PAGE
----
For some people, solo travel sounds scary, unthinkable, and at times-impossible, even insane. Especially as a young 24-year-old woman. It’s risky, gutsy, some say dangerous, and some may think lonely. But hello! We live in the 21st century! I got sick of waiting for someone who had the funds, time, and desire to go on the same crazy adventure…so I said “screw it!” and here I am.
- You can do whatever you want, whenever you want! You don’t have any pressure to conform to someone else’s itinerary. It’s nice to have that freedom of making decisions on a whim. But you do have to enjoy and be comfortable being alone for this to really be a good thing!
- It’s really easy to make new friends in hostels and on tours. When you meet other solo travellers, I’ve noticed it’s easier to form a connection for some reason. I’ve never felt lonely in a hostel or on a tour-when you’re around the same people 24/7, friendships form fast!
- You’re more likely to get upgraded if there’s one seat left in business or premium economy on a flight 😉
- It’s easier to just relax and soak up the nuances of a new country without distractions.
- It’s empowering! You will fully realize what you’re capable of when you are forced to figure it out alone. I’m glad that I have never felt like I was in danger. But you have to keep your wits about you and stay on the cautious side and trust your gut. Also, get travel insurance!!
- It can be expensive. Couples and friends can split the cost of a private room, rental car, or uber. Us solo folks cannot 😬
- It can be lonely. Especially for au pairs or people who prefer a hotel or private room. You may have a sudden realization that “Holy shit, I’m all alone and thousands of miles away from everyone I love!” There are lots of au pair and traveller meetup groups on Facebook which are awesome, but making friends takes an active effort. There’s even an “Americans in Perth” page on Facebook!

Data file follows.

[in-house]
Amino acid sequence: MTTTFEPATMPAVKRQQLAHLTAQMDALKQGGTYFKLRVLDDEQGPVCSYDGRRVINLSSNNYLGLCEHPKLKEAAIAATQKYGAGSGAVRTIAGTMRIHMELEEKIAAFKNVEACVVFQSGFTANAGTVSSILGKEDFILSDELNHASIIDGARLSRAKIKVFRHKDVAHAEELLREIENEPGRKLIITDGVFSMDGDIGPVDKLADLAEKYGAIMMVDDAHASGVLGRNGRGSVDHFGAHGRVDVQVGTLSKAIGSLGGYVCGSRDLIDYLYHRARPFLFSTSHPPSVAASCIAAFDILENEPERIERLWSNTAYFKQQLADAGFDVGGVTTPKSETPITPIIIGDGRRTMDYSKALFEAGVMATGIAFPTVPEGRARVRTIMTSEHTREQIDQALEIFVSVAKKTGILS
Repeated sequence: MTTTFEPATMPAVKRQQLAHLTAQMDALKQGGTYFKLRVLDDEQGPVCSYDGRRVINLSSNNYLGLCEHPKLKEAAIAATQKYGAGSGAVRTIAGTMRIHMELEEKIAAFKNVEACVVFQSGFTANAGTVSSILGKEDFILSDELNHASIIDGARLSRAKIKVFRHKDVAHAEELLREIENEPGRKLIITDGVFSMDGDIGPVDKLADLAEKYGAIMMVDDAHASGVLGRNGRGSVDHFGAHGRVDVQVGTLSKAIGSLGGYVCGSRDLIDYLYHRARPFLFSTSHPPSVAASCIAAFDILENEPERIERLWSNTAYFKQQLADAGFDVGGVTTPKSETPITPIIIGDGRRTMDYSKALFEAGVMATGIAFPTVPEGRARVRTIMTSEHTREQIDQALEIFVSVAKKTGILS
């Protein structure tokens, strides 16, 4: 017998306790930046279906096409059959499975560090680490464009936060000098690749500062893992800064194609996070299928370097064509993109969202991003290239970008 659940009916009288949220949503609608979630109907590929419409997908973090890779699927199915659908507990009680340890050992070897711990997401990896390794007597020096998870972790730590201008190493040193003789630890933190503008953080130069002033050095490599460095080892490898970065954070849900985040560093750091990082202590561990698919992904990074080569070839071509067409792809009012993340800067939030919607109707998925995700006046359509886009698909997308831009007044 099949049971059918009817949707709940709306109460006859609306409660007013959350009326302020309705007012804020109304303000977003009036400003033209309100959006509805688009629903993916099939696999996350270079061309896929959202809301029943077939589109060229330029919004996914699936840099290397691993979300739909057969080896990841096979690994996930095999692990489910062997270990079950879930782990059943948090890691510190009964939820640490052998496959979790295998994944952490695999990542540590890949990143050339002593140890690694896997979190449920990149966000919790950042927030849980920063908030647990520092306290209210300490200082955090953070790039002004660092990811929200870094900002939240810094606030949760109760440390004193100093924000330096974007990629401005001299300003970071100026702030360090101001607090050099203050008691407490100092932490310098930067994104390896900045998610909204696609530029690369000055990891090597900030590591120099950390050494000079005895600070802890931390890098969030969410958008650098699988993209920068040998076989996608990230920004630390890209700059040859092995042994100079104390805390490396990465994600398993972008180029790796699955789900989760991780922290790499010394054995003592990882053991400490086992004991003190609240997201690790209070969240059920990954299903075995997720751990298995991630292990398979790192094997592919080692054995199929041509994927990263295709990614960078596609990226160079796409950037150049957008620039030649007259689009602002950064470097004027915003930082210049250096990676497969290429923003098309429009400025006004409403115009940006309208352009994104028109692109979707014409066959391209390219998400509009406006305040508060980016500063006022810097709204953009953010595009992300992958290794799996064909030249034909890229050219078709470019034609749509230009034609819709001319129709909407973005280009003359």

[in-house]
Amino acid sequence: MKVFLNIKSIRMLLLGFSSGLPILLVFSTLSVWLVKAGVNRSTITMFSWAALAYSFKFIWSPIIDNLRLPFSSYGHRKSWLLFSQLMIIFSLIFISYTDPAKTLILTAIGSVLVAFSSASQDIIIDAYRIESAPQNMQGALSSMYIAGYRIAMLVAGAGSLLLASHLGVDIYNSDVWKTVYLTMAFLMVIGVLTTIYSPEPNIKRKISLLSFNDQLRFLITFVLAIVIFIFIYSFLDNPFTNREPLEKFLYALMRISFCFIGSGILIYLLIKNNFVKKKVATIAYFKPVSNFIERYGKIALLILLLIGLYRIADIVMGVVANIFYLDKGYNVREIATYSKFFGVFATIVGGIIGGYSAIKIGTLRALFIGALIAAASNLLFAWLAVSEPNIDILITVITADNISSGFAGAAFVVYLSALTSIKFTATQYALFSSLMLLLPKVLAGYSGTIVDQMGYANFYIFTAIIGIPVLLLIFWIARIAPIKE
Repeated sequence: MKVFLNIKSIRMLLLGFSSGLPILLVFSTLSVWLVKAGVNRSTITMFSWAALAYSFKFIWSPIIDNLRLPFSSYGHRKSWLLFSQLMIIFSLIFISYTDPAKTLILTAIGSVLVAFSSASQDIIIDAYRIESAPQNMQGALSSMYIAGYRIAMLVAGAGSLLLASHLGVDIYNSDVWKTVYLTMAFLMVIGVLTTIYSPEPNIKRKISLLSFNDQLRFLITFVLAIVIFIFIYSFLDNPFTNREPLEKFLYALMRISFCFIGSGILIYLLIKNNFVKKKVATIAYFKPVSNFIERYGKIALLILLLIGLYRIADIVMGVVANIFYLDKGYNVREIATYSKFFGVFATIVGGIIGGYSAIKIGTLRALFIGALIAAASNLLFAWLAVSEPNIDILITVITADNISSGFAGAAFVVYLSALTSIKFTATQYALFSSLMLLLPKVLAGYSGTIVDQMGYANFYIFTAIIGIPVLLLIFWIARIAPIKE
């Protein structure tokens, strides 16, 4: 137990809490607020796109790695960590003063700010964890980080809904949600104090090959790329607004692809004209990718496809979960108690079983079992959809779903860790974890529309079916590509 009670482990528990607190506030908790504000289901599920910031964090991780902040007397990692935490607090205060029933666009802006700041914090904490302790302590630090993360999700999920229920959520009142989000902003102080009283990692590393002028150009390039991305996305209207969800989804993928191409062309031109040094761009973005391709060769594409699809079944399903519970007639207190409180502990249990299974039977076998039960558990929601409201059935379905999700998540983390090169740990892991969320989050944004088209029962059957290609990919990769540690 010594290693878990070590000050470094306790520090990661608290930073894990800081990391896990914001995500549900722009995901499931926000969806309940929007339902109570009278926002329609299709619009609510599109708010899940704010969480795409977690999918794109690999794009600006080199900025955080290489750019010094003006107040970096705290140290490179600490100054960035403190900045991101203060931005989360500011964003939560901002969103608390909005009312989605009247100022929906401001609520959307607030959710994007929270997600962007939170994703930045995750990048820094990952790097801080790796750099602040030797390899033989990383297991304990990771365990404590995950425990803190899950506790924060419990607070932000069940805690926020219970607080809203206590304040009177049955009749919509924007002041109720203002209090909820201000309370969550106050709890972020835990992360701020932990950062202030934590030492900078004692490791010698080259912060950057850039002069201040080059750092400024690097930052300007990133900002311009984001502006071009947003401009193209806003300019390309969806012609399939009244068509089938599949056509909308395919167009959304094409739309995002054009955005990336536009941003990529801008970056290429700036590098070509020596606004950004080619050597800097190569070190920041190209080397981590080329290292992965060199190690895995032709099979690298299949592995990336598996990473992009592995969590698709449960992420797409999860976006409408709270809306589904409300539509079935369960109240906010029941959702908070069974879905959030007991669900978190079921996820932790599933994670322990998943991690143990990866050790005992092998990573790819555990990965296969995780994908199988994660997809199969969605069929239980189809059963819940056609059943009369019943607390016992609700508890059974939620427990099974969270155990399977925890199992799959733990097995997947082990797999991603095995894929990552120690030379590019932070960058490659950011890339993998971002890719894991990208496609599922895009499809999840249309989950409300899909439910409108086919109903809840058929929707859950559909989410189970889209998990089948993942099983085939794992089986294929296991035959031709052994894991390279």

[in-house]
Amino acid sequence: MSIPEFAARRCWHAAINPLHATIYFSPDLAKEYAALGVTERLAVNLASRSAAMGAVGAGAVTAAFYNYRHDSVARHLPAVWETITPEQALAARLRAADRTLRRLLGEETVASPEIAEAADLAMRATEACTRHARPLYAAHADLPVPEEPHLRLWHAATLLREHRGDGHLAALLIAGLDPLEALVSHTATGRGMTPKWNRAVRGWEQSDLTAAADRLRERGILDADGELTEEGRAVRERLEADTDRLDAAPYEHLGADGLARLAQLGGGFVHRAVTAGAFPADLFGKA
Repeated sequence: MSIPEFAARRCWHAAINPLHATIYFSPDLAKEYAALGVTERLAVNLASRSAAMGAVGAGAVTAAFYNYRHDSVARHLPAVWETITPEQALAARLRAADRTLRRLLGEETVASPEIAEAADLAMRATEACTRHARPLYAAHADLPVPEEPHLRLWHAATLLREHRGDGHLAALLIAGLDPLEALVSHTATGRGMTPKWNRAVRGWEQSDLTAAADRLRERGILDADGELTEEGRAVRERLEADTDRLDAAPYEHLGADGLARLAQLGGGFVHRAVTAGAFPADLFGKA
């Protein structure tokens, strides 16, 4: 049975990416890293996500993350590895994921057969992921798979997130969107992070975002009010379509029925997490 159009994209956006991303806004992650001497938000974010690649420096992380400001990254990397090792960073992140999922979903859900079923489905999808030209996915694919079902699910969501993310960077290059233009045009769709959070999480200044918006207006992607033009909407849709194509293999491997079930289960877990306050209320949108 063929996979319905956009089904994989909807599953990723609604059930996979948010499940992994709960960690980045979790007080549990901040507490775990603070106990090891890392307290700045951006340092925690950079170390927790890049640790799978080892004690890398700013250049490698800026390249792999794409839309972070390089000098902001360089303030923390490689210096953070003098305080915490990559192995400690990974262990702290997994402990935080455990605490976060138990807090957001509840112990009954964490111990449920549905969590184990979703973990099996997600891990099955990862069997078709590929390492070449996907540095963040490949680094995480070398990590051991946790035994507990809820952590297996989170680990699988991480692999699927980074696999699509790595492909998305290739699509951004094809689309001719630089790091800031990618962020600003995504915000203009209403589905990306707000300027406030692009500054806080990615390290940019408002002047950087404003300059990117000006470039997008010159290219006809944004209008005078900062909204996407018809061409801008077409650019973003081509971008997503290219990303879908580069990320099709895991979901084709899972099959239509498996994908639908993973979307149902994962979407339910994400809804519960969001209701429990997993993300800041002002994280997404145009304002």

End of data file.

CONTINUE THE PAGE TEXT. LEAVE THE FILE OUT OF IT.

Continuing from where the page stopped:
- It’s nice to have someone else to brainstorm with and go out on a limb with to try new things. Sometimes going to festivals and restaurants alone can feel weird (see above point). However, maybe you’ll meet someone else travelling and decide to go together (very common)!
- It can feel scary. This shouldn’t be brushed off, but it shouldn’t stop you either. Solo travel is dangerous if you don’t use common sense. Some tips: Trust your gut, and be as cautious as you need. Personally, I prefer to take an Uber when I have my luggage with me rather than taking a bus. Remember that you’re vulnerable. If you’re staying in a hostel, talk to the people who work there and get a read on the area. Also, if it makes you feel more comfortable, keep someone from the hostel updated on your whereabouts by saying something like “I’m going to ___ today, I should be back around 8 pm.” When I worked in a hostel, one of our guests didn’t come back one night or the next afternoon. We all got so worried! But then she came back around 6 p.m. and said she’d spent the night with a friend. Whew! A good hostel will be happy to check in with their guests to make them feel safe.
- It can be stressful. Due to the above points and having to figure it all out alone… it can be draining.
I would be lying if I made it out like travelling alone is always easy. Sometimes, I really, really miss hanging out with my friends and family and hearing the sounds of a Georgia summer. This past month has been extremely difficult and mentally gruelling. But I’m glad to have made some wonderful new friends here and have amazing friends and family back in the States who have been incredibly supportive to me through all of it. Y’all are amazing and I feel so blessed that I have such fantastic, high-quality people in my life.
Overall, solo travelling is the best way to conquer your fears and find your strength. Even if it’s difficult sometimes, I wouldn’t trade this experience for anything ❤️